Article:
Holiday Heart Syndrome Differential Diagnoses

Updated: May 30, 2018
  • Author: Lawrence Rosenthal, MD, PhD, FACC, FHRS; Chief Editor: Jose M Dizon, MD  more...
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Diagnostic Considerations

Medicolegal and socioeconomic issues related to the management of patients with acute and/or chronic issues related to alcohol should be considered.

Diagnostic considerations

Diagnostic considerations in individuals with suspected holiday heart syndrome (HHS) may be broadly categorized into complications related to alcohol intoxication and other possible arrhythmias.

Alcohol intoxication

See the Medscape Drugs and Diseases article Alcohol Toxicity for complications associated with alcohol intoxication. In brief, other considerations in patients with suspected HHS involve the excessive use of caffeine or over-the-counter decongestants (ie, pseudoephedrine and recreational substances). Atrial fibrillation may be precipitated by pulmonary embolism, and this possibility should be considered in the appropriate clinical context. [27] One of the most common reasons for presentation to the emergency department is community-acquired pneumonia. Moreover, alcohol intoxication increases the risk for aspiration pneumonia. [28] When these factors are considered together, there are substantial data indicating an association between acute pneumonia and incident atrial fibrillation. [29] Thus, it is reasonable to consider the possibility of pnemonia in the appropriate clinical setting.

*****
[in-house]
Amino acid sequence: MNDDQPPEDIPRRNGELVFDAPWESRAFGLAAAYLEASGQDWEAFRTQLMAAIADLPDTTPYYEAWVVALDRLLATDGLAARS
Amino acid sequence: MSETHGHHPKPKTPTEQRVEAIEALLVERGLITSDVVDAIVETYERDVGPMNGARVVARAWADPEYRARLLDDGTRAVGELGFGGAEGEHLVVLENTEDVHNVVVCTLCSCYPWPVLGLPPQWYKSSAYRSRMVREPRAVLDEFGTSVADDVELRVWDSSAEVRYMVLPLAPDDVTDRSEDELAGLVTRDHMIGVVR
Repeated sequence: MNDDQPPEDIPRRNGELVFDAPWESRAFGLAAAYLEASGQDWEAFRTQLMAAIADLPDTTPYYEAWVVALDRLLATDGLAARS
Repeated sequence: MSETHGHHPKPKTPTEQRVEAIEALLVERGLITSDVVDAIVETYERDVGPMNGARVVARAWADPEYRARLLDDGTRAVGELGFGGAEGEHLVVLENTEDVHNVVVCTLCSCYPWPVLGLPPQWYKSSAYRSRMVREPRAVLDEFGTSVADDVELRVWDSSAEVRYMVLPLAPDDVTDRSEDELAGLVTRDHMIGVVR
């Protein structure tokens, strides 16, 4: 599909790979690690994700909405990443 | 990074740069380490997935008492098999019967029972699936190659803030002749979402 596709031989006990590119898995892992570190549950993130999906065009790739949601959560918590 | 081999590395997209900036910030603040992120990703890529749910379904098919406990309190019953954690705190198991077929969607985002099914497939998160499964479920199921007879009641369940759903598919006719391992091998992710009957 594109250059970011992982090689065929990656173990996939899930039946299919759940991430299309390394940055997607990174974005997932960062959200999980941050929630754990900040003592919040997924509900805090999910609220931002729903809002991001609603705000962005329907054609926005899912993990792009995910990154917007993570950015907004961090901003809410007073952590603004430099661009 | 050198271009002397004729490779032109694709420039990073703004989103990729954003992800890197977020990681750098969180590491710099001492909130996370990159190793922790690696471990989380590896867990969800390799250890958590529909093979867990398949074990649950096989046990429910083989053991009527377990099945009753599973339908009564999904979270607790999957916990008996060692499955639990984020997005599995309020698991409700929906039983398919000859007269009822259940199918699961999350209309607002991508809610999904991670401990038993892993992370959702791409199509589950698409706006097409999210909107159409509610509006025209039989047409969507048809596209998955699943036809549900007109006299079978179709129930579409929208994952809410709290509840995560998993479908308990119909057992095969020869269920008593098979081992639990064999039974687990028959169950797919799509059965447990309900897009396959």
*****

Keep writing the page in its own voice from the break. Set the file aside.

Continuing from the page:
Other arrhythmias

Other arrhythmias may include supraventricular tachycardia (sustained or nonsustained), atrial flutter, premature ventricular complexes, or ventricular tachycardia. [1, 2] See the associated links below for details.


Although long-term anticoagulation is indicated for patients with paroxysmal, persistent, or permanent atrial fibrillation plus risk factors for thromboembolism, physicians should be cautious about anticoagulating patients with expected acute alcohol toxicity, especially if there is a history of possible trauma. Unless high-risk features are present (ie, prior stroke, mechanical heart valve, or other indication for anticoagulation), a reasonable approach may be to allow the patient to recover from the acute episode, and then initiate anticoagulation once they are clinically stable. Note that when considering initiating anticoagulation, the most recent American College of Cardiology/American Heart Association (ACC/AHA) guidelines do not specifically consider "reversible" causes as a reason to forgo anticoagulation for stroke risk reduction. That is, a single episode of atrial fibrillation may result in a significant change in a patient's medical regimen for the forseeable future. [30]

In this scenario, anticoagulation would be initiated after a patient-physician discussion regarding the risks and benefits of anticoagulation. Integral to this discussion is calculation of both the CHA2DS2VASc (Cardiac failure, Hypertension, Age >75 years [doubled], Diabetes, prior Stroke or TIA [transient ischemic attack] or thromboembolism [doubled], Vascular disease, Age 65-75 years, Sex category) score and the HAS-BLED (Hypertension, Abnormal renal/liver function, Stroke, Bleeding history or predisposition, Labile INR [international normalized ratio], Elderly, Drugs/alcohol concomitantly) ( score. [30, 31]

Differential Diagnoses